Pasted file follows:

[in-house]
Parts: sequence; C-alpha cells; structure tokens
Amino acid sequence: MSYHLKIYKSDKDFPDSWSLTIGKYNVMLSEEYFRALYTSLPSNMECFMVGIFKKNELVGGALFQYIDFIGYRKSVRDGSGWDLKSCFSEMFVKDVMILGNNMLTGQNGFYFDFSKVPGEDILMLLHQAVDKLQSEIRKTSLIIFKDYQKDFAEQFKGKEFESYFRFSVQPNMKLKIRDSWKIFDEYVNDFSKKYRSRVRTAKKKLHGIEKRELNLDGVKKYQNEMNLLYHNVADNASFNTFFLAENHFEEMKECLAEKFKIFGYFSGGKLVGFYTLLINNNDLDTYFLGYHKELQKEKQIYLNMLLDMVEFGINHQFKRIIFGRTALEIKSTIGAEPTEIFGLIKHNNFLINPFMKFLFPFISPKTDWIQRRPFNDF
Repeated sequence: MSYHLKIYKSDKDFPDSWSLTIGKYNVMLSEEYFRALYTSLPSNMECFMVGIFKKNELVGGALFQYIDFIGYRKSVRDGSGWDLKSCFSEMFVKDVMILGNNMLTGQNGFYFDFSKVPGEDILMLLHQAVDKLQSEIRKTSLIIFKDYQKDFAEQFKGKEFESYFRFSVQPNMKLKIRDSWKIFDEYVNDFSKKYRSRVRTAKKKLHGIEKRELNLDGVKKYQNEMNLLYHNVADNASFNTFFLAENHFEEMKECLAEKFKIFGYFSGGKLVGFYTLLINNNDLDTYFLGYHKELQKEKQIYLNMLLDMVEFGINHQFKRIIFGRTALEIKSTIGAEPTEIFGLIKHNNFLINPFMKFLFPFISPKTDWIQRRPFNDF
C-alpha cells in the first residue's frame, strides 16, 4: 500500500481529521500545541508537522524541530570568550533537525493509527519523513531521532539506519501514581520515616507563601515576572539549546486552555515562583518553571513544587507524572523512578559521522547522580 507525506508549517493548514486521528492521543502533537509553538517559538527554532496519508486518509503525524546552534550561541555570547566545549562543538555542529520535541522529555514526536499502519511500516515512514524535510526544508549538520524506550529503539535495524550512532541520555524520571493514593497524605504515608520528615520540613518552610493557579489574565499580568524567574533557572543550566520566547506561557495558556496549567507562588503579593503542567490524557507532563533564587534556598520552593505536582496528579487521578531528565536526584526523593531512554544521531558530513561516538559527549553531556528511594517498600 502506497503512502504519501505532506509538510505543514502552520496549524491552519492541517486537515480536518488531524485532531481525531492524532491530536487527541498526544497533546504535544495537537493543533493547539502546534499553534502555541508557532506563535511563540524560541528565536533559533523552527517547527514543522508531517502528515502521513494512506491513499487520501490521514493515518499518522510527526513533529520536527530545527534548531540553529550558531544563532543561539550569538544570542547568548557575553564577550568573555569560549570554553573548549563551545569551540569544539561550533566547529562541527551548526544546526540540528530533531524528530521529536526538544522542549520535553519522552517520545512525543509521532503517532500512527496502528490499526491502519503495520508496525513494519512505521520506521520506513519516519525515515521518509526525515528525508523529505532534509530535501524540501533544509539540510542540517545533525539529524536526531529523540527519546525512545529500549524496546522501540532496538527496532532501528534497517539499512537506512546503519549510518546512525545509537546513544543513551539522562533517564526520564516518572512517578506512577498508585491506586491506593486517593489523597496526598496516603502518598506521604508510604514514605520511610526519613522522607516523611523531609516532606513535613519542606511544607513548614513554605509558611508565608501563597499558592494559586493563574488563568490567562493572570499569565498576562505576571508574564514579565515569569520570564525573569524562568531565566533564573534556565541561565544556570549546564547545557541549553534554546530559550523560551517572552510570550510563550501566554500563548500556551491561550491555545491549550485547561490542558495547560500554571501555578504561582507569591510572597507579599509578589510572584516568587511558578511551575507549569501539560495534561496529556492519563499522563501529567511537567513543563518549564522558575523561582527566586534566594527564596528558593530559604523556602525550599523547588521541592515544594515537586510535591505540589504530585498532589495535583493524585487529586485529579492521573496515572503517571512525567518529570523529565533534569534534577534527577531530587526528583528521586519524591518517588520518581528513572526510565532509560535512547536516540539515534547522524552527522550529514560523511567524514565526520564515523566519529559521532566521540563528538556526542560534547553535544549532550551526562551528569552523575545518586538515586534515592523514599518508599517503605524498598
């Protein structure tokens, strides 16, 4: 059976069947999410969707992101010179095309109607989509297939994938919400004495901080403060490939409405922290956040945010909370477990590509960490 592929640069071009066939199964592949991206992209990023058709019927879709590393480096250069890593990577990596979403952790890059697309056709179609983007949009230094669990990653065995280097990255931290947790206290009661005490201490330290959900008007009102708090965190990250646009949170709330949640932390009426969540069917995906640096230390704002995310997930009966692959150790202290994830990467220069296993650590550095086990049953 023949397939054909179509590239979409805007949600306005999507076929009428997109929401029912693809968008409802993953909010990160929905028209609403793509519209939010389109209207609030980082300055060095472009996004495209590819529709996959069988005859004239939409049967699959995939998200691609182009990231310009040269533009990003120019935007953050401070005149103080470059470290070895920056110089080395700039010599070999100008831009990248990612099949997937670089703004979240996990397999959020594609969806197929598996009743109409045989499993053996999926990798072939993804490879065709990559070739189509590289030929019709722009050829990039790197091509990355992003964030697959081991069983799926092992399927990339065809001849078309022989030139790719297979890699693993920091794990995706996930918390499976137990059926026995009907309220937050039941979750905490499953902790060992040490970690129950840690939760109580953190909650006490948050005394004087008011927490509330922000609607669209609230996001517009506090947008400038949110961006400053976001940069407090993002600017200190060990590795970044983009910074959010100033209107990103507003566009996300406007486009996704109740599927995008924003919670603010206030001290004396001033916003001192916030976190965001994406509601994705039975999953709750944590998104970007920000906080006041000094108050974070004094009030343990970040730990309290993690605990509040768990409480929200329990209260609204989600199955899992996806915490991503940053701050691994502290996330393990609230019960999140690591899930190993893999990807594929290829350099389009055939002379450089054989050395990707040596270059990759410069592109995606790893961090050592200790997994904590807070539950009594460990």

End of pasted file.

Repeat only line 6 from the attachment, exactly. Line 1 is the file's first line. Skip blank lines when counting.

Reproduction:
């Protein structure tokens, strides 16, 4: 059976069947999410969707992101010179095309109607989509297939994938919400004495901080403060490939409405922290956040945010909370477990590509960490 592929640069071009066939199964592949991206992209990023058709019927879709590393480096250069890593990577990596979403952790890059697309056709179609983007949009230094669990990653065995280097990255931290947790206290009661005490201490330290959900008007009102708090965190990250646009949170709330949640932390009426969540069917995906640096230390704002995310997930009966692959150790202290994830990467220069296993650590550095086990049953 023949397939054909179509590239979409805007949600306005999507076929009428997109929401029912693809968008409802993953909010990160929905028209609403793509519209939010389109209207609030980082300055060095472009996004495209590819529709996959069988005859004239939409049967699959995939998200691609182009990231310009040269533009990003120019935007953050401070005149103080470059470290070895920056110089080395700039010599070999100008831009990248990612099949997937670089703004979240996990397999959020594609969806197929598996009743109409045989499993053996999926990798072939993804490879065709990559070739189509590289030929019709722009050829990039790197091509990355992003964030697959081991069983799926092992399927990339065809001849078309022989030139790719297979890699693993920091794990995706996930918390499976137990059926026995009907309220937050039941979750905490499953902790060992040490970690129950840690939760109580953190909650006490948050005394004087008011927490509330922000609607669209609230996001517009506090947008400038949110961006400053976001940069407090993002600017200190060990590795970044983009910074959010100033209107990103507003566009996300406007486009996704109740599927995008924003919670603010206030001290004396001033916003001192916030976190965001994406509601994705039975999953709750944590998104970007920000906080006041000094108050974070004094009030343990970040730990309290993690605990509040768990409480929200329990209260609204989600199955899992996806915490991503940053701050691994502290996330393990609230019960999140690591899930190993893999990807594929290829350099389009055939002379450089054989050395990707040596270059990759410069592109995606790893961090050592200790997994904590807070539950009594460990």